Today marks the International Day on Women Human Rights Defenders, celebrated every year on 29 November in recognition of the activism, advocacy and courageous acts of resistance by WHRDs all over the world. This year, despite numerous challenges and resistence, UN adopted a landmark resolution on WHRDs. This is an important commitment by states to take all necessary steps to protect and support WHRDs, who face specific violations and threats that they face because of the work that they do and their gender.
Just after the Latin American and Caribbean Women’s Health Network launched their campaign for the Global Day of Action for Access to Safe and Legal Abortion, their website was hacked and disabled. This is not uncommon, as women human rights defenders (WHRDs) regularly face physical and digital attacks. A 2013 survey revealed half of WHRD have received violent or threatening messages, and 27% discontinued their online work as a result. Yet nearly 100% said the internet is important for their activism.
People who are against women’s rights attack our communication channels to silence us. A lot of women’s organisations and feminist activists are vulnerable to these attacks because we’re busy saving lives and changing violent, misogynistic culture instead of thinking about digital safety. Although WHRDs often have security plans for physical safety, this usually does not extend to the digital spaces of our activism. We’re not questioning who is hosting our sites, how much information we’ve traded about ourselves for access to sites, what security checks we need or how we’re compromising our safety and that of our allies & networks. Digital security is now integral to the work of WHRDs.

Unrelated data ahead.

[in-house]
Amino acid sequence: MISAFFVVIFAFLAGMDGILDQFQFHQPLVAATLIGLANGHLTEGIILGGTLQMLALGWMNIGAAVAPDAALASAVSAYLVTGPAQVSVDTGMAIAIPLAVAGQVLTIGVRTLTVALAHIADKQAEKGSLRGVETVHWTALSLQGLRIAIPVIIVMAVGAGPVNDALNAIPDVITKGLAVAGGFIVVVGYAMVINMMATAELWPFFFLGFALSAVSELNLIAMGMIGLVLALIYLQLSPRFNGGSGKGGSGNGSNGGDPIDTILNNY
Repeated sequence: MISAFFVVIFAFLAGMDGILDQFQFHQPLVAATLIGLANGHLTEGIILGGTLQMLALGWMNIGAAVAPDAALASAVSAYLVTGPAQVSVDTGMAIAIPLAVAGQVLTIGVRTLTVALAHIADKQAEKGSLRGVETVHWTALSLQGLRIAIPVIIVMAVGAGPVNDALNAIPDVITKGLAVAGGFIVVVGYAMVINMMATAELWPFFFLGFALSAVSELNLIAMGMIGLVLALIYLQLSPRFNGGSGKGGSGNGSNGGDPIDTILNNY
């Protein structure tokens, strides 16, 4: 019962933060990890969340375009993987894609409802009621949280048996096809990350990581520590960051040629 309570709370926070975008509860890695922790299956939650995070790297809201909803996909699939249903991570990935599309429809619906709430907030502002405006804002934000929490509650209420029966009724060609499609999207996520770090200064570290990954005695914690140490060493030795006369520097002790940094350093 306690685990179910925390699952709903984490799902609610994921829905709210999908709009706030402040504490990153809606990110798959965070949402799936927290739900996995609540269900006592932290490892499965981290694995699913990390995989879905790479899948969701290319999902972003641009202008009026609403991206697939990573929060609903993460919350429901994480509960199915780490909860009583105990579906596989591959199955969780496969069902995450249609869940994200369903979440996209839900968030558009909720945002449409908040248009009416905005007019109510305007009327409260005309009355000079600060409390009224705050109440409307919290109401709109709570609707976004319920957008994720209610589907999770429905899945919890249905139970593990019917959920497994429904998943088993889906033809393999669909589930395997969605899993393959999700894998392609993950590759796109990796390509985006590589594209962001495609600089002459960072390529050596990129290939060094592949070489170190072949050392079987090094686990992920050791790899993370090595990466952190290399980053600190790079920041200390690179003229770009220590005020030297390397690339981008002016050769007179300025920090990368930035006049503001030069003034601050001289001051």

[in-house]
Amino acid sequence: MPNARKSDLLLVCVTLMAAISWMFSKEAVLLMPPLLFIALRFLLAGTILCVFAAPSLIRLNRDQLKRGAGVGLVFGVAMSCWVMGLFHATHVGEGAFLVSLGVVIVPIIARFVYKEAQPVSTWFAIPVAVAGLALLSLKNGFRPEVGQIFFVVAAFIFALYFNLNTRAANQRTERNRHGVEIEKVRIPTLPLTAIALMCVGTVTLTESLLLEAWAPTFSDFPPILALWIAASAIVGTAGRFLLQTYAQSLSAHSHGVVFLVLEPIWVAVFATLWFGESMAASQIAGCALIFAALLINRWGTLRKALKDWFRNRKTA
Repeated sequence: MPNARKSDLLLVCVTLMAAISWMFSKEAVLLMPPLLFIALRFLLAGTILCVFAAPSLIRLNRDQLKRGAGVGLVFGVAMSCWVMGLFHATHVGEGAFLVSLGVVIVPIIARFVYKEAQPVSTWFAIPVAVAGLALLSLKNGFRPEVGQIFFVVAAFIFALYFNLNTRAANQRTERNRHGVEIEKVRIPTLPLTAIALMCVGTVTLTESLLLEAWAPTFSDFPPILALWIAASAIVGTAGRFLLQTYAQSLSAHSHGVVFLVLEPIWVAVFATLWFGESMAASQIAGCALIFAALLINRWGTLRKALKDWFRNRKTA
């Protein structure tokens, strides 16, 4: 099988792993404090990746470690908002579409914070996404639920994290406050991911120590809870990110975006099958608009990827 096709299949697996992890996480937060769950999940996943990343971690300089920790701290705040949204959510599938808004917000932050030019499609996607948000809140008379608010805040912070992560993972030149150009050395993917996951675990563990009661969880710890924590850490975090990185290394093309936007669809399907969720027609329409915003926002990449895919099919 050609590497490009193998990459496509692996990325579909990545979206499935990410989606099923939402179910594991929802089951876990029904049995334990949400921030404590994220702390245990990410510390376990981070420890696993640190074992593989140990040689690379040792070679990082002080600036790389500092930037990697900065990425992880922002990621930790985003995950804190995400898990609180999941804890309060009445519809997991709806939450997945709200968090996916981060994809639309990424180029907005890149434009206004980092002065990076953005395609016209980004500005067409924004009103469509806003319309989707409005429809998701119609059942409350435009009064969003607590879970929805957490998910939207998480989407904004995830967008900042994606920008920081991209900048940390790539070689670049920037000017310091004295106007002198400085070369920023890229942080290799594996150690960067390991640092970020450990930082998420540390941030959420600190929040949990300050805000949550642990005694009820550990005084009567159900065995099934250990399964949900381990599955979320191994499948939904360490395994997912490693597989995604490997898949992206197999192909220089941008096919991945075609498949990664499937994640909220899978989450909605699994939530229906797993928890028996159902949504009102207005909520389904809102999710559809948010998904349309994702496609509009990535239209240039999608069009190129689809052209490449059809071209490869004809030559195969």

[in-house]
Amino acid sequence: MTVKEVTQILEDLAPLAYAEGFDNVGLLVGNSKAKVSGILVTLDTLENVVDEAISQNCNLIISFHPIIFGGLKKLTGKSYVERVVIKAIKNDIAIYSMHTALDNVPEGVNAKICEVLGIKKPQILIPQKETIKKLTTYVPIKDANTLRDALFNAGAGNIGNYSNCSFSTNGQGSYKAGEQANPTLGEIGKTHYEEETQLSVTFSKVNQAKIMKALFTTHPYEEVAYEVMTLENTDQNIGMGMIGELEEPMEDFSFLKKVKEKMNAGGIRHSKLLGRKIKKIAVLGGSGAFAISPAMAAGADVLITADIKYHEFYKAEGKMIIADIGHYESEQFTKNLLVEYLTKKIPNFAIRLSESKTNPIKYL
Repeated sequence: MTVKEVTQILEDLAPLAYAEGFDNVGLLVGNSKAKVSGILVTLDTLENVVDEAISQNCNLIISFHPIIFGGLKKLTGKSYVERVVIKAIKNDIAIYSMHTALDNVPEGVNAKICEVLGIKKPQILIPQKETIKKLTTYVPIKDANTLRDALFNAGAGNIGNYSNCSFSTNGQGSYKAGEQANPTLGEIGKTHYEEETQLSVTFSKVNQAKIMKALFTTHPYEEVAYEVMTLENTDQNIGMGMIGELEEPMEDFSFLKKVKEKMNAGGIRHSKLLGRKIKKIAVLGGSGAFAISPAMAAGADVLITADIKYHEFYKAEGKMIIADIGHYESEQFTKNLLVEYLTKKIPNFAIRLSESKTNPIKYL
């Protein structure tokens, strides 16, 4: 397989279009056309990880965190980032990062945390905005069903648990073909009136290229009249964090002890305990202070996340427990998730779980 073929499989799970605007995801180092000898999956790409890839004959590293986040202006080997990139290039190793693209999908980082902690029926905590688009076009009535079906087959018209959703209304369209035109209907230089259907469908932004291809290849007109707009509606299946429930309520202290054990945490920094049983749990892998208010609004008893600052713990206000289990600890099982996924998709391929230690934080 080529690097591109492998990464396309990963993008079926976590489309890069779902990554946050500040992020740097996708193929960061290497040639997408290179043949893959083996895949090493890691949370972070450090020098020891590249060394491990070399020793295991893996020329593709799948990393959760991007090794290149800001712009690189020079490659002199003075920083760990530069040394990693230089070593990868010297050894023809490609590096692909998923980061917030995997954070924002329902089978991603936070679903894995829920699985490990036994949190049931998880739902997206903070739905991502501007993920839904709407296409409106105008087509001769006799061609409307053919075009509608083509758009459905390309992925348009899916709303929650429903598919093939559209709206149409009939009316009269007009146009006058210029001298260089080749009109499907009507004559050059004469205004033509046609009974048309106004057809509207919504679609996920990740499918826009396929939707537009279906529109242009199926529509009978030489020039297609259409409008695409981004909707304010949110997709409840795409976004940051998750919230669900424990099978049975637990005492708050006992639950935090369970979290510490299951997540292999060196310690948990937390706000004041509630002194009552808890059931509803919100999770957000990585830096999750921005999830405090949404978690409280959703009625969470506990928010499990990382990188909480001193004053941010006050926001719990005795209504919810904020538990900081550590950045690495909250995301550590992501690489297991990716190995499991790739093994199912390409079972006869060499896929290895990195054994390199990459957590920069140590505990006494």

A lot of us are dropping our websites and moving everything to Facebook because it’s less expensive, easier to manage and reaches more people. But do we know how Facebook’s policies and insecurities can affect our information? Do we have valuable data backed up in at least two places? And what about Twitter flaming, where attacks come from everywhere and lead women activists to shut down their accounts?
How can we defend and keep our digital spaces safe? Get geeky, explore resources, share what you know and take back the tech!
The good news is that many WHRD organisations are making changes and creating resources. Check out these sites to see what you can do to make your work safer:
- AWID’s wiki on digital security for WHRDs links to training opportunities, support and valuable resources.
- Take Back the Tech’s Be Safe section offers tips on dealing with cyberstalking.
- Front Line Defenders provides a package of tools and guides called Security in-a-Box.
- Association for Progressive Communications is increasing the capacity of women’s organisations to deal with tech-related violence.
- Amnesty International is developing a Panic Button app for activists.
Explore resources with others. Get together with a few women's rights activists and spend the afternoon learning about how to improve the safety of your communication channels.
If you're more comfortable with technology, offer to hold regular informal workshops on digital security with your local women's rights organisation - and use this as a way to improve your knowledge!
Brainstorm strategies and ideas on how to improve digital security for WHRDs. Come up with 10 best practices and share them with us. Tweet @takebackthetech, comment on this page or write to firstname.lastname@example.org.
Stay safe! Protect your communication channels. Defend our right to be defenders.